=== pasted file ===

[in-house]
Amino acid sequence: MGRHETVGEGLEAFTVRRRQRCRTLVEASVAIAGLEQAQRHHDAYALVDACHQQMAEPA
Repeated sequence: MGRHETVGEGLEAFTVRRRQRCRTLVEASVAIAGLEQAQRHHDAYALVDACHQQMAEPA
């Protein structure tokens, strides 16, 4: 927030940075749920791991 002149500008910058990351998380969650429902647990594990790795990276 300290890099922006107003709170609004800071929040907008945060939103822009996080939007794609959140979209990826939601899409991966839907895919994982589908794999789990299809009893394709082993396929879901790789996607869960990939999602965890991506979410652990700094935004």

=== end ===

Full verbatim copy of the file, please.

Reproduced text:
[in-house]
Amino acid sequence: MGRHETVGEGLEAFTVRRRQRCRTLVEASVAIAGLEQAQRHHDAYALVDACHQQMAEPA
Repeated sequence: MGRHETVGEGLEAFTVRRRQRCRTLVEASVAIAGLEQAQRHHDAYALVDACHQQMAEPA
């Protein structure tokens, strides 16, 4: 927030940075749920791991 002149500008910058990351998380969650429902647990594990790795990276 300290890099922006107003709170609004800071929040907008945060939103822009996080939007794609959140979209990826939601899409991966839907895919994982589908794999789990299809009893394709082993396929879901790789996607869960990939999602965890991506979410652990700094935004």